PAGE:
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How to Read Poetry: 5 Steps for Enriching Your Experience of a Poem

Written by MasterClass

Last updated: Oct 2, 2020 • 2 min read

If you’re new to the pastime of reading poetry—or if you used to read poetry books in high school or college but have fallen out of the habit—it’s understandable to question whether you’re digesting the art form in the proper way. Fortunately, there is never a right or wrong way to appreciate a work of art. A reader can enjoy poetry in a vast number of ways, from dissecting an allegory in a Robert Frost verse, to deriving the meaning of an Edward Hirsch poem, to a line by line analysis of a Shakespeare sonnet, to simply letting individual words of a Walt Whitman elegy flow with emotion.

The experience of reading poetry can be an academic exercise in cataloging poetic devices like alliteration and metonymy. It can be musical—such as when you attend a poetry slam for the first time and hear the snappy consonants of a poem out loud. It can also be a private and personal undertaking, such as curling up with an Emily Dickinson poetry collection and either reading aloud or silently as you contemplate each poem’s meaning.



Billy Collins Teaches Reading and Writing PoetryBilly Collins Teaches Reading and Writing Poetry

In his first-ever online class, former U.S. Poet Laureate Billy Collins teaches you how to find joy, humor, and humanity in reading and writing poetry.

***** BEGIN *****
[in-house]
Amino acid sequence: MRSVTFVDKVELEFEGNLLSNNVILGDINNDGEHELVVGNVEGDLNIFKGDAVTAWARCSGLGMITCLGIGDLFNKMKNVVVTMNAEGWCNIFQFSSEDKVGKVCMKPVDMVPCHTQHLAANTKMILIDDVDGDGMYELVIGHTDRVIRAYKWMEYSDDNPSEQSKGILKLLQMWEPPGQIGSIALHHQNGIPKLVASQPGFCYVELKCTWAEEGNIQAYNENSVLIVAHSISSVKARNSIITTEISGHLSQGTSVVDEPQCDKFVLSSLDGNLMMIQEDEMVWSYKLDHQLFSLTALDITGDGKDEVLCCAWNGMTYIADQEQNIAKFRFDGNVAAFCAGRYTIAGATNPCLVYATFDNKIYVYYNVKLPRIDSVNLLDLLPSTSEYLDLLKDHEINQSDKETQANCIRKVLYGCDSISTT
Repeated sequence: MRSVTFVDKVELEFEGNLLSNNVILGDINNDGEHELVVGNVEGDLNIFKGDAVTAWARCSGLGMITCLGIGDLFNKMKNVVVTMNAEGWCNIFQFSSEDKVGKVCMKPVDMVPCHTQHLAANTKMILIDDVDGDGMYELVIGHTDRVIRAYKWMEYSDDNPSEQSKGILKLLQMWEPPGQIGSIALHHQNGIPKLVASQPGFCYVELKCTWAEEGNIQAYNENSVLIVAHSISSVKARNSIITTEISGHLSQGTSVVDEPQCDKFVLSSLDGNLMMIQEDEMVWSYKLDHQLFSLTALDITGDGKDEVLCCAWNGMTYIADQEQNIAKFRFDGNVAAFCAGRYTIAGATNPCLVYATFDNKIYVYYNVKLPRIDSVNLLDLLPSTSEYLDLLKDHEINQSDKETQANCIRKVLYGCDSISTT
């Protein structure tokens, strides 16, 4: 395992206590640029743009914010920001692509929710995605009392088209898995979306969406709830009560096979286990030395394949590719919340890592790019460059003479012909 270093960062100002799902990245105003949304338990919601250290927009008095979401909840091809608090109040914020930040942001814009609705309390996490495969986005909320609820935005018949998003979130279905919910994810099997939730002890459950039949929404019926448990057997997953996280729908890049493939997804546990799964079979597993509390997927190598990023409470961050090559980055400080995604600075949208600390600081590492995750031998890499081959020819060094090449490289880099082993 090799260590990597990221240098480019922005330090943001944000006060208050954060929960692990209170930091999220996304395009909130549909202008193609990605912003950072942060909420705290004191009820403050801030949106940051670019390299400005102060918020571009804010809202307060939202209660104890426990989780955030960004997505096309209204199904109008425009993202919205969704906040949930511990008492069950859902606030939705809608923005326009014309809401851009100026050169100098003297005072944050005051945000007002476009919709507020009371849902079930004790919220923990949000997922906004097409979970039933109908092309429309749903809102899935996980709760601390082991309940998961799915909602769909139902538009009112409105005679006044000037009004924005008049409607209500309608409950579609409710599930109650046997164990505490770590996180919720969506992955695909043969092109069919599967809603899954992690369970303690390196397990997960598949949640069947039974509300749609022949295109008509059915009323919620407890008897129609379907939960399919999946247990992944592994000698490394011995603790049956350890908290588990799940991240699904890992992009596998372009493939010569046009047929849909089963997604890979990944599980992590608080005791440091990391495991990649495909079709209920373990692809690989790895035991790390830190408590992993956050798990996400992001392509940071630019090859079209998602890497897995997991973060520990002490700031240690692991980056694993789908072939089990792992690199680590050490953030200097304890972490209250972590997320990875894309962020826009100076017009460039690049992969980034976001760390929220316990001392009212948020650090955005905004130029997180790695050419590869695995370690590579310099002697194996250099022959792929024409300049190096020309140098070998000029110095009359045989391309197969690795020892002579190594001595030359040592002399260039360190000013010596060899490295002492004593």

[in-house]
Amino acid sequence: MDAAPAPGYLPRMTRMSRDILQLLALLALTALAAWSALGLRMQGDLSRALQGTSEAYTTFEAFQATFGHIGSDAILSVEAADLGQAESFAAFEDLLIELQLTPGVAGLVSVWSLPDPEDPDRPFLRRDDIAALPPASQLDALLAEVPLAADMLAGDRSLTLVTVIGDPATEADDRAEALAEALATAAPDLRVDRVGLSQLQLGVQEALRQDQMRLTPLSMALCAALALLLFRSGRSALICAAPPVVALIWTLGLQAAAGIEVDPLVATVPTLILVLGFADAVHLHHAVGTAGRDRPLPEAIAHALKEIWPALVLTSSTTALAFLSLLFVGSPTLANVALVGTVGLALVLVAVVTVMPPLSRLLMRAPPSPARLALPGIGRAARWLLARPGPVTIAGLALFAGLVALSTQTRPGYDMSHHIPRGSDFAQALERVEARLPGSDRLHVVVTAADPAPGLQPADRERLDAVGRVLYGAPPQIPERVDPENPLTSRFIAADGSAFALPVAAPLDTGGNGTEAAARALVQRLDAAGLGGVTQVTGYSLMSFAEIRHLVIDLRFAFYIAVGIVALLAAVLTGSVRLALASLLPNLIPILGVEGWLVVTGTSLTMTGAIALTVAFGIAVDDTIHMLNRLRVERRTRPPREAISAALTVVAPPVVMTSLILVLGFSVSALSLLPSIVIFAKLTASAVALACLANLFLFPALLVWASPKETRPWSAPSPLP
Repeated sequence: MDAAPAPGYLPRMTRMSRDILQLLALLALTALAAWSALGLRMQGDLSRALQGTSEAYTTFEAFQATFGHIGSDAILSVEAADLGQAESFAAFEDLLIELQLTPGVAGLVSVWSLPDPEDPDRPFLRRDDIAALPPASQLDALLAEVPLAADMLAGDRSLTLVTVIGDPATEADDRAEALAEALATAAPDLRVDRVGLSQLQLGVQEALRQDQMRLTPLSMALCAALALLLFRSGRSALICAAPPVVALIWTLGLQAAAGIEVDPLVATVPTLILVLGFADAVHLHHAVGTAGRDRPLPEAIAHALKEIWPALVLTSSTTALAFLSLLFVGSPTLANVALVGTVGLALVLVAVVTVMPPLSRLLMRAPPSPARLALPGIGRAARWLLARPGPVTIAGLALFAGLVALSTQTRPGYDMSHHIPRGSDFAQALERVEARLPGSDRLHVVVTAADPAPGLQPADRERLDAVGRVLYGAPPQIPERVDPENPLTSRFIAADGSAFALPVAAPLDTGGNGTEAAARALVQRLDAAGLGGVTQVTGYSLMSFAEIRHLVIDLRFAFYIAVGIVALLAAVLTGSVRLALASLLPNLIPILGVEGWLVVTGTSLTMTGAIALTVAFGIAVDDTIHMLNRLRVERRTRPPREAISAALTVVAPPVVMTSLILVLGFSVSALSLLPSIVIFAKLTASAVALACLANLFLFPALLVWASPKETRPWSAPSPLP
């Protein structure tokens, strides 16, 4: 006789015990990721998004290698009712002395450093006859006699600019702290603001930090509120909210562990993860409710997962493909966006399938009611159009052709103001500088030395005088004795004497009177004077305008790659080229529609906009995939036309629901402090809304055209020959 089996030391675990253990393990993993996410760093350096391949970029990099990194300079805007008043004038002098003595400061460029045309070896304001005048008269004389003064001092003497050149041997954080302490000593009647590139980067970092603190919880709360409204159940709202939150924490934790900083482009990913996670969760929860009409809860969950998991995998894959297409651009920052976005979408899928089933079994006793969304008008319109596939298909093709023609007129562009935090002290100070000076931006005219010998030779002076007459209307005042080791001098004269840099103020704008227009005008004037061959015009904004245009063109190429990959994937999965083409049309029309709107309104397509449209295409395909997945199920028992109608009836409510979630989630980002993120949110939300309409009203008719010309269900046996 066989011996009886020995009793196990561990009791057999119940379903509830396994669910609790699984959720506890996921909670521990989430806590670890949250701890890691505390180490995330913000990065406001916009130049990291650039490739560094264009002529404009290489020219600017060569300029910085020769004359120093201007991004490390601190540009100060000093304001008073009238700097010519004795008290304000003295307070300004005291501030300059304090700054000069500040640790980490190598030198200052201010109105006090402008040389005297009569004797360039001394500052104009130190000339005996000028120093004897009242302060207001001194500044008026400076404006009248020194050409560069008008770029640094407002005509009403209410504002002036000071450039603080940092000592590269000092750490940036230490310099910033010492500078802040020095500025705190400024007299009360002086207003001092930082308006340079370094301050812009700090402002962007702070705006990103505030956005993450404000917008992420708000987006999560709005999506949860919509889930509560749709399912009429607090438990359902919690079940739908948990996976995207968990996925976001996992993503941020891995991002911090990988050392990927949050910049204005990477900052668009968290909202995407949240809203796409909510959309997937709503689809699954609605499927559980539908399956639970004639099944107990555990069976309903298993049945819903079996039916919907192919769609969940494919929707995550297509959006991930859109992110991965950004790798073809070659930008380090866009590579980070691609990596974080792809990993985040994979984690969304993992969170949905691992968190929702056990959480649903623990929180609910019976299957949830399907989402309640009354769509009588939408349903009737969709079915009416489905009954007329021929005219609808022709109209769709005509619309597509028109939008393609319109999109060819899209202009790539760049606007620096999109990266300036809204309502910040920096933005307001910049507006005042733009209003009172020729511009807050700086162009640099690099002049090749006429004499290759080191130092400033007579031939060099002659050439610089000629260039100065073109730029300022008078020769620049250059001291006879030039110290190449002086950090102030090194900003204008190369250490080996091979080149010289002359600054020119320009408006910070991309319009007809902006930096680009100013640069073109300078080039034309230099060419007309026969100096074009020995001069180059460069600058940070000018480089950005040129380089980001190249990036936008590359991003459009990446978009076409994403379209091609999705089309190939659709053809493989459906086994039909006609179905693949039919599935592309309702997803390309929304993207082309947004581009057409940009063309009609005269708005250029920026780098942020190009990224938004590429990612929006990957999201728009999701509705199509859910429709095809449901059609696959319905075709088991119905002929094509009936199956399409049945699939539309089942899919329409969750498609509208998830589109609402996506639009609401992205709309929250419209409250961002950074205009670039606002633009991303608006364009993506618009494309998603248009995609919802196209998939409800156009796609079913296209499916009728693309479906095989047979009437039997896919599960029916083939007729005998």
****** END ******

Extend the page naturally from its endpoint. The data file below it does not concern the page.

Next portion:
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5 Steps for Reading a Poem

Great poetry can be found in all historical eras and all languages. As an exercise, select a poem to read—for instance, Walt Whitman’s classic work “To a Locomotive in Winter.” As you read, keep the following considerations in mind:

  1. Read the poem twice in a row. Take note of what you notice the second time that wasn’t so apparent in your first reading.
  2. Don’t skip over unfamiliar words. Pay attention to them and look them up. You can’t be assured you fully understand a poem if you don’t understand all its words.
  3. Try to identify a meter, if there is one. Is this blank verse, rhyming couplets, a haiku? Or perhaps it’s free verse, with no fixed rhyme scheme or meter.
  4. Notice point of view. When pondering what the poem means, consider the mindset of the speaker. Would a different poetic speaker alter one’s understanding of the poem?
  5. Read the poem one more time, and this time read it aloud. Consider the sound of each word as it hits your ear, and take in the aesthetic pleasures of the sounds themselves.

At the end of the day, there is no single method for understanding poetry, just as there’s no single method for writing poetry. The experience of reading a good poem and appreciating how the poet uses language is its own reward. The overriding rule is to not rush, don’t skip over words or sections, and whenever possible, read the poem aloud. By doing so, you can unlock the multifaceted beauty contained in so many works of poetry.

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Billy Collins Teaches Reading and Writing Poetry
Billy Collins Teaches Reading and Writing Poetry
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